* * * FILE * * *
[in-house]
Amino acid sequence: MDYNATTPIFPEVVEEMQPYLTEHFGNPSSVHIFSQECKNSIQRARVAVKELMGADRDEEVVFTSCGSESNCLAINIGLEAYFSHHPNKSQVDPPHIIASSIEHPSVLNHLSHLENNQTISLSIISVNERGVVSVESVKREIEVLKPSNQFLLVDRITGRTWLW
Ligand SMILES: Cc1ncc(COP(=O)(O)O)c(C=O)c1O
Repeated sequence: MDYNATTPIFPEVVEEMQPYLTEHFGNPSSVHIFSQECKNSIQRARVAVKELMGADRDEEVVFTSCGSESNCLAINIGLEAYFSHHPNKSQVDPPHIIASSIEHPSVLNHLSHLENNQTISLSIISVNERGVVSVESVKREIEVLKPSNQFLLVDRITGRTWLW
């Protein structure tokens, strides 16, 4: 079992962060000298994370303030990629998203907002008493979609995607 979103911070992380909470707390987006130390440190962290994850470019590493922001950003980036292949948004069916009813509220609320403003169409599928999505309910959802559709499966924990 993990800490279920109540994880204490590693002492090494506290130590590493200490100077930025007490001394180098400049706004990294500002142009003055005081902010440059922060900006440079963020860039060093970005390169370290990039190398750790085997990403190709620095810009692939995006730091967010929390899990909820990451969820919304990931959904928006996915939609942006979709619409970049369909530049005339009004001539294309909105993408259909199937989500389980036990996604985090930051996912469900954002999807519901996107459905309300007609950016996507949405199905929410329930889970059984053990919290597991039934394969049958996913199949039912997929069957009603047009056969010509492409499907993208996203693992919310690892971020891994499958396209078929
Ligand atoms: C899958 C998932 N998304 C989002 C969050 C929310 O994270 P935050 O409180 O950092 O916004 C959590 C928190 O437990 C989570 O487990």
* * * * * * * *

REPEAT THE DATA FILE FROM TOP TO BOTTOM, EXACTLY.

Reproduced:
[in-house]
Amino acid sequence: MDYNATTPIFPEVVEEMQPYLTEHFGNPSSVHIFSQECKNSIQRARVAVKELMGADRDEEVVFTSCGSESNCLAINIGLEAYFSHHPNKSQVDPPHIIASSIEHPSVLNHLSHLENNQTISLSIISVNERGVVSVESVKREIEVLKPSNQFLLVDRITGRTWLW
Ligand SMILES: Cc1ncc(COP(=O)(O)O)c(C=O)c1O
Repeated sequence: MDYNATTPIFPEVVEEMQPYLTEHFGNPSSVHIFSQECKNSIQRARVAVKELMGADRDEEVVFTSCGSESNCLAINIGLEAYFSHHPNKSQVDPPHIIASSIEHPSVLNHLSHLENNQTISLSIISVNERGVVSVESVKREIEVLKPSNQFLLVDRITGRTWLW
């Protein structure tokens, strides 16, 4: 079992962060000298994370303030990629998203907002008493979609995607 979103911070992380909470707390987006130390440190962290994850470019590493922001950003980036292949948004069916009813509220609320403003169409599928999505309910959802559709499966924990 993990800490279920109540994880204490590693002492090494506290130590590493200490100077930025007490001394180098400049706004990294500002142009003055005081902010440059922060900006440079963020860039060093970005390169370290990039190398750790085997990403190709620095810009692939995006730091967010929390899990909820990451969820919304990931959904928006996915939609942006979709619409970049369909530049005339009004001539294309909105993408259909199937989500389980036990996604985090930051996912469900954002999807519901996107459905309300007609950016996507949405199905929410329930889970059984053990919290597991039934394969049958996913199949039912997929069957009603047009056969010509492409499907993208996203693992919310690892971020891994499958396209078929
Ligand atoms: C899958 C998932 N998304 C989002 C969050 C929310 O994270 P935050 O409180 O950092 O916004 C959590 C928190 O437990 C989570 O487990």